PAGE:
Justified: City Primeval recap - Ep. 3 "Backstabbers"


Carolyn Wilder is first introduced in City Primeval as the latest attorney who seems to exist purely to stand in the way of Raylan Givens and his brand of nineteenth-century justice. Thankfully, this episode takes Carolyn streets ahead of that dynamic by filling out her motivations, her obstacles, and her deft reaction to each new curveball. She's now a fully fledged character, and despite being on opposing sides from our Stetson-sporting hero, she's become someone to root for.

So, when Clement Mansell arrives in her driveway, sucking down a beer and blaring post-punk music, his face bloody and battered, we can see that it's one pain in the ass too many for her. He gleefully informs her that Raylan has assaulted him and they should take this opportunity to bury him and his case in legal red tape. It's the kind of self-satisfied crap that marks the gulf between Carolyn's introduction as a reliable device and where she is now, both within the plot and on a production level. Her incredulous and pissed reaction really hits the spot.

Carolyn's firm rebuke of her client might be fueled by some bad news. Her ex-husband and ex-partner Jamal has escalated from deadbeat nuisance, and now there is a lien on her house to the tune of over $100,000. That makes for a powerful string on her that may be pulled by the wrong people, but what's worse is that it also dashes her hopes of applying for the now vacant bench left by Judge Guy. 

The need to pay off this debt could easily become a string pulled by the wrong people, but in the moment she has simply had enough of the Oklahoma Wildman's antics. She prevents him from entering her house or putting his cigarette out on her lawn, and nixes his legal scheme immediately. "You probably deserved it...messing with a US Marshal's daughter?" It's clear that this particular defense attorney has a working moral compass.

Meanwhile, the character-development front is more hit-and-miss in the Detroit PD office. While Detective Maureen Downey comes further into focus--both with her careful police work in the Judge's murder case and her later opening her tranquil family home to Raylan and Willa--she is balanced by the one-dimensional swagger of Detective Bryl. The tough-guy cop cliche machine reacts to Clement's stunt with Willa much in the way Raylan might have a decade ago: lots of talk of tossing the mope off a tall building or leaving him dead in a corn field. It's such laughable posturing that the more advanced version of Raylan grins derisively at it.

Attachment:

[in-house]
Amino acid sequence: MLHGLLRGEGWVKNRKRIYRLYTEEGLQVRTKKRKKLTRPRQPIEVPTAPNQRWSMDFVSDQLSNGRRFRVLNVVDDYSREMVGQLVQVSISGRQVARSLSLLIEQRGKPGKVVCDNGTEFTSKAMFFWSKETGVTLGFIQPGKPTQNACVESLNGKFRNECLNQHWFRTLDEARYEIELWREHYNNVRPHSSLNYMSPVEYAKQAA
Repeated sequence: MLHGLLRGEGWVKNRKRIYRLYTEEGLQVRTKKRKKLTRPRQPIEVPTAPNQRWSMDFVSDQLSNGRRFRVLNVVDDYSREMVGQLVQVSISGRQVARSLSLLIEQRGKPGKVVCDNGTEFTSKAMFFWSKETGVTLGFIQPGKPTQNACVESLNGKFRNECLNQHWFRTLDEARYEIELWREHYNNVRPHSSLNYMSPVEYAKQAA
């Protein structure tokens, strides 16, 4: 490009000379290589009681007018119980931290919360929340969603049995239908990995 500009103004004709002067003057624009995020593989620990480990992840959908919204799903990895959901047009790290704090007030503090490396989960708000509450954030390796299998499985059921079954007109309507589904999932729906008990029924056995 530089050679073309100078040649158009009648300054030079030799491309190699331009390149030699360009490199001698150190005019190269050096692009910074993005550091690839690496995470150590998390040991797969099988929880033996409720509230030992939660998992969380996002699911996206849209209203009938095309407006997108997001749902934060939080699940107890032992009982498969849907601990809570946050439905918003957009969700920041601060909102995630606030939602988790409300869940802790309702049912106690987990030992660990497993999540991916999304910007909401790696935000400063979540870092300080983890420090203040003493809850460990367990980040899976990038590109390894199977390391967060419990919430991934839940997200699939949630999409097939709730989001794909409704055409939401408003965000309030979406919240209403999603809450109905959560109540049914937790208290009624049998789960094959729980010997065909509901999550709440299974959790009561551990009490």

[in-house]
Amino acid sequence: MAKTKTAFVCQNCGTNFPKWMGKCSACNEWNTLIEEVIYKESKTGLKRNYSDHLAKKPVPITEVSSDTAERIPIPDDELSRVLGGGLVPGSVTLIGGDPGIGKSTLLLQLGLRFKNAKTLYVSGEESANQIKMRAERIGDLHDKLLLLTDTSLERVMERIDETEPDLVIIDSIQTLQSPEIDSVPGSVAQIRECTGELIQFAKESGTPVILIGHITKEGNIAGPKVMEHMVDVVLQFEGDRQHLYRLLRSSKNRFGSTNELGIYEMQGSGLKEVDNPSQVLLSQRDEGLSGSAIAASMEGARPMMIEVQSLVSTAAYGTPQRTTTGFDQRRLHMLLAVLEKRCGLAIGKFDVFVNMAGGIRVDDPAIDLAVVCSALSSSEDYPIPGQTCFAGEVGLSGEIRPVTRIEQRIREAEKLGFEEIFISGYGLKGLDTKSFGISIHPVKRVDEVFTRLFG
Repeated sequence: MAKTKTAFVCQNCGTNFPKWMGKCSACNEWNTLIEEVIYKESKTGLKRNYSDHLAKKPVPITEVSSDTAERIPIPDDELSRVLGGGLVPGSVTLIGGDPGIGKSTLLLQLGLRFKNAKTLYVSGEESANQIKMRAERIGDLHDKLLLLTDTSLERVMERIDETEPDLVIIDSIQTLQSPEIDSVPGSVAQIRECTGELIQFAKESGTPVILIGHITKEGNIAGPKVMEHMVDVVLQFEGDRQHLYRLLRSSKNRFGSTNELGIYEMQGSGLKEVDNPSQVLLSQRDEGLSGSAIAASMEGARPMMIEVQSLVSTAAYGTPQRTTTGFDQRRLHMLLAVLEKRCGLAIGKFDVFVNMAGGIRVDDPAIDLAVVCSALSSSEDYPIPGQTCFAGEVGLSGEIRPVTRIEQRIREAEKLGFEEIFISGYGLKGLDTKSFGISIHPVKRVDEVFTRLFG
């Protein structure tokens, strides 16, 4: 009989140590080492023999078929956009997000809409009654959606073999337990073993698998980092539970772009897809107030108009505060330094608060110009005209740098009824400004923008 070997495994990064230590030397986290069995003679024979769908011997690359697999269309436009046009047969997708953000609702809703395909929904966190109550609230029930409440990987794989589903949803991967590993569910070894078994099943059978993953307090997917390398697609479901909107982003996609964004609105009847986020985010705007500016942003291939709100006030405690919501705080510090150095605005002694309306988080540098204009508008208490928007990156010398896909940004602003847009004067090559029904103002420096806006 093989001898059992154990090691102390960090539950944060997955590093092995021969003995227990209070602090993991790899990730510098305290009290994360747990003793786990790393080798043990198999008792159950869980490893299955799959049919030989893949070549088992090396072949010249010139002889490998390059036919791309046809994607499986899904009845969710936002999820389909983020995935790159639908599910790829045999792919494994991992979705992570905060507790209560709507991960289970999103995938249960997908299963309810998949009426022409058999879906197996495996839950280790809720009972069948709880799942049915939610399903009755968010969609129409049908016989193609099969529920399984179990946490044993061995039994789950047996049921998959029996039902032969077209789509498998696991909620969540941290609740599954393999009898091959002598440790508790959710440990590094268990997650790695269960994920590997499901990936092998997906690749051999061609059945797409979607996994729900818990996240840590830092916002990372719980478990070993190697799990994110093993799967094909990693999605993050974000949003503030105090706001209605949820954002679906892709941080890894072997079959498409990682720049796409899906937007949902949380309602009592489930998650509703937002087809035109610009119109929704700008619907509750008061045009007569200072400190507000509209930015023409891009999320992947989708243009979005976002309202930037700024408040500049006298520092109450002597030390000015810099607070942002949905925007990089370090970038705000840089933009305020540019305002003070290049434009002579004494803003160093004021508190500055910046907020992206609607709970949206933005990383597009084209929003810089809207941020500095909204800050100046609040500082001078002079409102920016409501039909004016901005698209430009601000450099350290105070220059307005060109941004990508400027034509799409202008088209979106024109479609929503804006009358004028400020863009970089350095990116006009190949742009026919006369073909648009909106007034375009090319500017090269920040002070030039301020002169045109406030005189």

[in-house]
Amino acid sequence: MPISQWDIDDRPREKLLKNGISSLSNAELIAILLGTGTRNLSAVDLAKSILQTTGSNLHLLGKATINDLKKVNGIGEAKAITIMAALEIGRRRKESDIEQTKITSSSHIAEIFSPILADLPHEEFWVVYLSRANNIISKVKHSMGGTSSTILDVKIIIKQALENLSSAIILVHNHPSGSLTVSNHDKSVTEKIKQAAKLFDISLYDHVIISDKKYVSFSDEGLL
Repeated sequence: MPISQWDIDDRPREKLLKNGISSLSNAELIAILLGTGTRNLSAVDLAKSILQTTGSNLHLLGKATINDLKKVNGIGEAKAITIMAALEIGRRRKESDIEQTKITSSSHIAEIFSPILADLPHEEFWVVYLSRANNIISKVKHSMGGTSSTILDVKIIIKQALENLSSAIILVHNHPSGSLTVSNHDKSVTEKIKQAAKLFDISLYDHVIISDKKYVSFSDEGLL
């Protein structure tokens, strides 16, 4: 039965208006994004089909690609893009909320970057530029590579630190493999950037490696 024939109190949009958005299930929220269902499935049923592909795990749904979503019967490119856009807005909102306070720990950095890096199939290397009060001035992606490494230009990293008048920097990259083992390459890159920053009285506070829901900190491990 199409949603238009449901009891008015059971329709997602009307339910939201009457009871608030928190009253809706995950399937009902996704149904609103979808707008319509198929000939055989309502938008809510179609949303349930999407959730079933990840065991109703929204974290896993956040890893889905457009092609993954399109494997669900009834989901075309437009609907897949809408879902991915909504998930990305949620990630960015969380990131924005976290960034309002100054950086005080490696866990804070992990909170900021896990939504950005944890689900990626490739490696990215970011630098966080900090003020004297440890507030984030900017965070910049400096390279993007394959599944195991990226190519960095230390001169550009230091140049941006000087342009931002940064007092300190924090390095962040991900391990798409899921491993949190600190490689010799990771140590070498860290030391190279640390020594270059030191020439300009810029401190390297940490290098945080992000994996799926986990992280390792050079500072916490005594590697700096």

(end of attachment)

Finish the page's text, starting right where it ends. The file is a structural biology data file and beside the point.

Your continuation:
As it turns out, so does Clement Mansell himself. When the task force decides to move on what little evidence they have (pressured by the media and 36 hours of absolute bupkis leads), we are treated to a montage of interrogation room confrontations for Clement, Sandy, and Sweety. The number-one talking point is the murder weapon which, despite a thoroughly ruthless ransacking of Sweety's bar, remains unfound. Sweety asks for his lawyer, which is smart and expected. Sandy says nothing, which is less expected, although she does seem to be giving the slightest of nods. Not only does she have the supposed location of the murder weapon to use as leverage for a deal, but I can't imagine that she is scared or enamored enough of this absolute creep to protect him. If the show is not setting her up for a surprise plea deal reveal, I'd be shocked.

Clement's response in the box is to immediately deflate Bryl's Vic Mackey routine with a few jokes and then serenade Raylan through the two-way glass with a White Stripes song. It's...not nearly as chilling as it was on paper, or as amusing as Boyd Holbrook envisioned it. Holbrook is fully committed to his character, and this is some of his best acting in his career, but it is excruciating to watch him try to sell a tired trope like this in a way that is new or interesting.

So, with really no substantial evidence to hold any of them, the authorities let them loose. Sweety wastes no time in unfurling his plan to both his partner Trennell and later Carolyn: not only is he sitting on the murder weapon from the Judge and his assistant, but the same gun that killed everyone in the Wrecking Crew murders in 2017. Carolyn agrees this could get Sweety immunity as well as "get this cracker off our backs for good," meaning Mansell. I'm sure that's a solid plan that won't fall apart at all.

Clement and Sandy should lay low, knowing full well that they are being tailed. But this black hat does not conform to traditional wisdom, and decides it is time to pull the nearly-forgotten honey trap scheme on Sandy's Albanian boyfriend, Skender. Between Sandy's in-depth lesson on Albanian blood feuds and Skender's monologue illustrating his genuine devotion to her, this episode is using a lot of shoe leather to establish that Sandy is really the skilled labor in her business endeavors with Clement. Another cute extension of this is her cleaning up the entire "borrowed" penthouse after it too is tossed in the search for the murder weapon.